Archiv für das Studium der neueren Sprachen und Literaturen, Volumes 34-36
Westermann, 1863 - Languages, Modern
Vols. for 1858- include "Sitzungen der Berliner Gesellschaft für das Studium der neuren Sprachen."
What people are saying - Write a review
We haven't found any reviews in the usual places.
Other editions - View all
alten amor auer Bedeutung beiden besonders bien damor deutschen Dichter dompna donna einige ersten faire Fall finden findet Form französischen Frithjof ganze Gedichte gleich gran grossen Hand Herr Jahre jetzt König konnte Lafontaine lange lassen Leben letzten lich machen Mahn mais Mann merces muss Namen Natur neueren person plaz plus pres pros qant qieu Recht saber sagen sagt Scene soll Sprache statt Stelle tant temps Theil uostre Verfasser viel Welt wenig wieder will wohl Wort zwei zweiten
Page 357 - Their dearest action in the tented field, And little of this great world can I speak, More than pertains to feats of broil and battle, And therefore little shall I grace my cause In speaking for myself. Yet, by your gracious patience, I will a round...
Page 355 - From too much liberty, my Lucio, liberty ; As surfeit is the father of much fast, So every scope by the immoderate use Turns to restraint; our natures do pursue (Like rats that ravin down their proper bane,) A thirsty evil ; and when we drinK, we die.
Page 364 - Where some, like magistrates, correct at home ; Others, like merchants, venture trade abroad; Others, like soldiers, armed in their stings, Make boot upon the summer's velvet buds ; Which pillage they with merry march bring...
Page 322 - We fail ! But screw your courage to the sticking-place, And we'll not fail. When Duncan is asleep — Whereto the rather shall his day's hard journey Soundly invite him— his two chamberlains Will I with wine and...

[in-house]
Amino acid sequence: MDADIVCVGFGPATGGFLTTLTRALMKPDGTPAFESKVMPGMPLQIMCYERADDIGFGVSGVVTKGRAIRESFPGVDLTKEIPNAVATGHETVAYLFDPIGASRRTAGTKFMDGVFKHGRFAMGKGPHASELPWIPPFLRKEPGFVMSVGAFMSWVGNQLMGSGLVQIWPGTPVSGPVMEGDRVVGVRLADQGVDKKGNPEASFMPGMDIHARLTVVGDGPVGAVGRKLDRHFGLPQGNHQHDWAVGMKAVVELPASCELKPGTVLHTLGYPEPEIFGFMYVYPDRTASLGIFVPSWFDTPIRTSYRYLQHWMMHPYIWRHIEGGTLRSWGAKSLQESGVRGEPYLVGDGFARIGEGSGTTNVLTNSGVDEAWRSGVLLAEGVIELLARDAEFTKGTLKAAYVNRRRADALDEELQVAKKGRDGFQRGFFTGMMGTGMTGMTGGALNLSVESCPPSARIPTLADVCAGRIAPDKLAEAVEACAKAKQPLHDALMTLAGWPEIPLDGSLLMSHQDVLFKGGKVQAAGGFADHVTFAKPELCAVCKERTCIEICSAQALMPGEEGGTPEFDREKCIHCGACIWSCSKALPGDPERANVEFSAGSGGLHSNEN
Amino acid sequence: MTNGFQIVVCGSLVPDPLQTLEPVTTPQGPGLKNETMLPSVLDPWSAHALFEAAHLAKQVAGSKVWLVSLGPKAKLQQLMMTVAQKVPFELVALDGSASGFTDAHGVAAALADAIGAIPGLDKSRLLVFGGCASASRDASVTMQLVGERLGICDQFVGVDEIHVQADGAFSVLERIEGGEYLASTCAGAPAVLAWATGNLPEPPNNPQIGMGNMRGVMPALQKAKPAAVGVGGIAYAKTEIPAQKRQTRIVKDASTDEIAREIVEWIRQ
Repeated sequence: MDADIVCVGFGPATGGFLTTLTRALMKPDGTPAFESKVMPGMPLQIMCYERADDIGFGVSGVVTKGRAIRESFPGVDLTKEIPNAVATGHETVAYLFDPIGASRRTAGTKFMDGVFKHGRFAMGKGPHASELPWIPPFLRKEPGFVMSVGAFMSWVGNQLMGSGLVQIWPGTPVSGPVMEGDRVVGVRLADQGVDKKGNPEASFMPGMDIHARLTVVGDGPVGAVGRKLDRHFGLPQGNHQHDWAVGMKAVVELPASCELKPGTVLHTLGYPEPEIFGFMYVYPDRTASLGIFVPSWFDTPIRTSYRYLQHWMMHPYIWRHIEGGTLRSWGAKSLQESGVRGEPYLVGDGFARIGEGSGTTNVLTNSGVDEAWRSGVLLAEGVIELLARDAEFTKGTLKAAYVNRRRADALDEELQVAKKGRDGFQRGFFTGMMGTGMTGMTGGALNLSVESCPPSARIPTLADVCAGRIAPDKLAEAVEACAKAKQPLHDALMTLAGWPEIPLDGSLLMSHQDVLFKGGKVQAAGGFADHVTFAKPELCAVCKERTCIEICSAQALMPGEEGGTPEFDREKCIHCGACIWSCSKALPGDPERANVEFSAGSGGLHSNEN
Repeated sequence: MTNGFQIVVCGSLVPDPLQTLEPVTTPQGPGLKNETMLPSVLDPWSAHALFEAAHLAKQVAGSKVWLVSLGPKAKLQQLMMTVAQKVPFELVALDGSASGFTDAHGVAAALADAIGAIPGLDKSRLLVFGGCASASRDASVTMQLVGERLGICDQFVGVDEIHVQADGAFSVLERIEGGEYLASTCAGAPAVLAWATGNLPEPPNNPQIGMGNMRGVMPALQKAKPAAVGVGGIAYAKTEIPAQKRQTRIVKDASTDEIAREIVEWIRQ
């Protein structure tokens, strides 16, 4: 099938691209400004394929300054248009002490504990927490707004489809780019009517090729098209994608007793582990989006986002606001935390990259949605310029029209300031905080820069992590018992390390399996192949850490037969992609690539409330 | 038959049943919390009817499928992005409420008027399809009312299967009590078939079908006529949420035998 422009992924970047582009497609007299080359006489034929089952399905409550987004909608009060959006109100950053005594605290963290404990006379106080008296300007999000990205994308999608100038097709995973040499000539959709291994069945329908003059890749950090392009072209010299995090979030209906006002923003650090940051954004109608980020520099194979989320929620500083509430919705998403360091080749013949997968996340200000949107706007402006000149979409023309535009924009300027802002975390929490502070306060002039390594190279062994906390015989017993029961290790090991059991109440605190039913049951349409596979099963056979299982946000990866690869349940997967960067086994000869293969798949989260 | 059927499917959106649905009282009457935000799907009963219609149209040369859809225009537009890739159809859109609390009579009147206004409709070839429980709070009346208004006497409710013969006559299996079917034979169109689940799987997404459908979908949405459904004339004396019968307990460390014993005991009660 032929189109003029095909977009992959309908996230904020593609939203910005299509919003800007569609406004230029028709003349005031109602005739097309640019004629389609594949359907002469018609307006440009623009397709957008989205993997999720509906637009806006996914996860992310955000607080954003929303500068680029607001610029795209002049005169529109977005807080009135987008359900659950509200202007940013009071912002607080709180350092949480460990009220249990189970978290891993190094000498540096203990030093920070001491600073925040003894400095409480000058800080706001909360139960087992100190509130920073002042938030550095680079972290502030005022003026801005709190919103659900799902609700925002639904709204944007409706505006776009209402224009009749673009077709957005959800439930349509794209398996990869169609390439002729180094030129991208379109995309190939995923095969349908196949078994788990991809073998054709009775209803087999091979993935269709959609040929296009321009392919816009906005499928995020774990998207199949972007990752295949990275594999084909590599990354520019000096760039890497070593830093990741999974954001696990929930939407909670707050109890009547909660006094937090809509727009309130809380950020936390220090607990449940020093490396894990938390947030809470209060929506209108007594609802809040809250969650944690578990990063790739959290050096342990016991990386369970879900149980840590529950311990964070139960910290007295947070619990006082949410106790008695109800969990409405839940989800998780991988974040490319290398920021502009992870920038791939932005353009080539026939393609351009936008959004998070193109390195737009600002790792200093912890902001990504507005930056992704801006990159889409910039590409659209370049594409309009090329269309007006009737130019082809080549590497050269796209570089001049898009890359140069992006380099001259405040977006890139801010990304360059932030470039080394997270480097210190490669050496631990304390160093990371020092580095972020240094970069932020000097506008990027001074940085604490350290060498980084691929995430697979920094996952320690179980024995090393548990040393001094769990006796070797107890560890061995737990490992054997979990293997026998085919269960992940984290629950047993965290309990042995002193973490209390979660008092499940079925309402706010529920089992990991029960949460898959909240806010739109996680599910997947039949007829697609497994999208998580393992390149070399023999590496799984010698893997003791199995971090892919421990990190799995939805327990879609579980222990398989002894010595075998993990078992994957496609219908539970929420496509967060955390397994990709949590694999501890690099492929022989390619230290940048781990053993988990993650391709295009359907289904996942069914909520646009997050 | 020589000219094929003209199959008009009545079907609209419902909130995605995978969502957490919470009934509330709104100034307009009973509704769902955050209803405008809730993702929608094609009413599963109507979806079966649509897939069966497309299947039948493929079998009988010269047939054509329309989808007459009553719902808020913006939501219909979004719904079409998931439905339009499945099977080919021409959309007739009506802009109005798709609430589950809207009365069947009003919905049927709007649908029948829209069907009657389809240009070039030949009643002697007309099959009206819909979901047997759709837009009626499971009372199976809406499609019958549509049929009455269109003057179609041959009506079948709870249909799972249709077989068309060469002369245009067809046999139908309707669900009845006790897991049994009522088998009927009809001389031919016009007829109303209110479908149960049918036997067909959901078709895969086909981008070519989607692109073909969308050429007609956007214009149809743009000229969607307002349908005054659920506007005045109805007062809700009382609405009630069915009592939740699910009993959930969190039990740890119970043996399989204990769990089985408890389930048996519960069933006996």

Page 208 - Who take the ruffian billows by the top, Curling their monstrous heads, and hanging them With deaf'ning clamours in the slippery clouds, That, with the hurly, death itself awakes ? Canst thou, O partial sleep! give thy repose To the wet sea-boy in an hour so rude; And, in the calmest and most stillest night, With all appliances and means to boot, Deny it to a king ? Then, happy low, lie down ! Uneasy lies the head that wears a crown.
Page 349 - tis not hereafter; Present mirth hath present laughter; What's to come is still unsure: In delay there lies no plenty; Then come kiss me, sweet and twenty, Youth's a stuff will not endure. 202 Sir And. A mellifluous voice, as I am true knight. Sir To. A contagious breath. Sir And. Very sweet and contagious, i
Page 344 - I have lived long enough : my way of life Is fall'n into the sear, the yellow leaf; And that which should accompany old age, As honour, love, obedience, troops of friends...
Page 365 - Which pillage they with merry march bring home To the tent-royal of their emperor; Who, busied in his majesty, surveys The singing masons building roofs of gold, The civil citizens kneading up the honey, The poor mechanic porters crowding in Their heavy burdens at his narrow gate, The sad-eyed justice, with his surly hum, Delivering o'er to executors pale The lazy yawning drone.